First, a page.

Reporters on the Job

CHASING RUMORS: When he visited the Macedonian town of Tetovo last week, the Monitor's Peter Ford got a glimpse of how provocative rumors spread among stressed civilians. Emerging from an interview with the mayor (page 1), which had been interrupted by a nearby helicopter gunship attack, Peter bumped into the doorman who said a rocket had injured 19 people downtown. Peter's translator called the government news agency, which was reporting that ethnic Albanian civilians in Tetovo were arming themselves for revenge attacks. Peter followed the mayor to the site of the alleged incident, and found no rockets. A stray mortar round - probably fired by ethnic-Albanian rebels in the hills - had hit an apartment block. Nobody had been hurt, and the mortar had not even penetrated the wall.

POST-OLYMPICS BLUES: Sydney is a well-run city. And during the Summer Olympics last year, everything just seemed to run better, says reporter Shawn Donnan. But the end came abruptly (page 7). "My wife and I watched as the flame went out at the closing ceremonies. It was an emotional moment. We'd all been working long days for three weeks straight, and afterward we had a party at the press center. But when we went to catch a train home - as we'd done every night of the games - we had to wait more than an hour. We were peeved, so we chased down a rail employee. His answer: 'I'm sorry, mate. The dream's over.' "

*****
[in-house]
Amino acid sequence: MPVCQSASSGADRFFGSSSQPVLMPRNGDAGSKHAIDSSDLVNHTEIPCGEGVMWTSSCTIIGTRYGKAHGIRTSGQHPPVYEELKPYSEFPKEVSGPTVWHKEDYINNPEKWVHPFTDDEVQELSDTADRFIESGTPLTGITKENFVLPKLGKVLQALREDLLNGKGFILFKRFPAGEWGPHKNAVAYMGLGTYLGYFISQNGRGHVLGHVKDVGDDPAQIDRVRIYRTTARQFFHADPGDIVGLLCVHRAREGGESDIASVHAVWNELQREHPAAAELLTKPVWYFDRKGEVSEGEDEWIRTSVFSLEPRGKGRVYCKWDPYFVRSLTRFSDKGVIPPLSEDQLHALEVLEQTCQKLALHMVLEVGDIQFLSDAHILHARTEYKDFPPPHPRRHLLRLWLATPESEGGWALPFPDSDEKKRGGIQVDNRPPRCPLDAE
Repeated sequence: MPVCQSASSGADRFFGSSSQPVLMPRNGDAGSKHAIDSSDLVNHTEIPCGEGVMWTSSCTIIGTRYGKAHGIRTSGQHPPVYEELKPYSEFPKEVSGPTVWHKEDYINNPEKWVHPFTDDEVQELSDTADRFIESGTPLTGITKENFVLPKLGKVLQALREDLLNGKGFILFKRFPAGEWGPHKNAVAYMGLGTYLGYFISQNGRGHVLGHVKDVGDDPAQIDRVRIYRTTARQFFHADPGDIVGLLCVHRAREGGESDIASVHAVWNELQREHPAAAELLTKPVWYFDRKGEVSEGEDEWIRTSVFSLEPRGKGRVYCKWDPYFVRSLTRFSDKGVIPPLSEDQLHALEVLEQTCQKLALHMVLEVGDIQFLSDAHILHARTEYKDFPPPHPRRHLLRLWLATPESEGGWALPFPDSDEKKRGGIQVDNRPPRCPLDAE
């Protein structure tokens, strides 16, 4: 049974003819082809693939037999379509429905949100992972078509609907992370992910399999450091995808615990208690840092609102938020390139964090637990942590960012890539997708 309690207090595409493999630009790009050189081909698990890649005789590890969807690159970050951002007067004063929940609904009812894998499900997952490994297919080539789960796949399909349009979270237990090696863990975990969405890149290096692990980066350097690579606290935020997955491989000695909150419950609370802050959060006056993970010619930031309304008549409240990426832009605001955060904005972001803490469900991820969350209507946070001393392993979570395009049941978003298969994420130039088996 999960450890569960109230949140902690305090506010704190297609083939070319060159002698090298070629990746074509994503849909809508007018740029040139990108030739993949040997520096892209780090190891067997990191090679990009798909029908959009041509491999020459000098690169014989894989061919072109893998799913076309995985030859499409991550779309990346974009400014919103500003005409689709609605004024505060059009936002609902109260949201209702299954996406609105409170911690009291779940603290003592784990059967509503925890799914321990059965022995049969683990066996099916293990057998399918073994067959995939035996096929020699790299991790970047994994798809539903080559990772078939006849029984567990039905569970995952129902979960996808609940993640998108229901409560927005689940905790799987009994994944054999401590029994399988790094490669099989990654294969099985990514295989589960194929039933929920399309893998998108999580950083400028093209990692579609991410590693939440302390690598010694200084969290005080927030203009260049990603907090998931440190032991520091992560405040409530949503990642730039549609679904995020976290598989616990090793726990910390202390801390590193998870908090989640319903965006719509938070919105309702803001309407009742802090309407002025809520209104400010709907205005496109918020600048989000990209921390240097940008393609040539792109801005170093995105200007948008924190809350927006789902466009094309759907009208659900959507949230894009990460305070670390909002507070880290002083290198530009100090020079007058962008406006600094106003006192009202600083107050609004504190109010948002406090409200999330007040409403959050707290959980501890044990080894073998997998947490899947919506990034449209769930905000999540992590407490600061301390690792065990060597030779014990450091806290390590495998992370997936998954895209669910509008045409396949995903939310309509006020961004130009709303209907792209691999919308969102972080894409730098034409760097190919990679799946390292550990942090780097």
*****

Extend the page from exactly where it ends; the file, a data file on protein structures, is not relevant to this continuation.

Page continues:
FOLLOW-UP ON A MONITOR STORY..

POLAND'S APOLOGY: Facing up to a dark chapter in Poland's history, President Aleksander Kwasniewski apologized yesterday for the massacre of hundreds of Jews by their neighbors 60 years ago. As reported in the Monitor on April 18, Kwasniewski's apology and an official investigation into the killings are part of a new readiness in Poland to look critically at its own past. Kwasniewski's apology, says Reuters, was prompted by new research showing Poles had gone on a rampage in Jedwabne on July 10, 1941, overturning the official version that Nazi Germans were entirely to blame.

Let us hear from you.

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(c) Copyright 2001. The Christian Science Monitor

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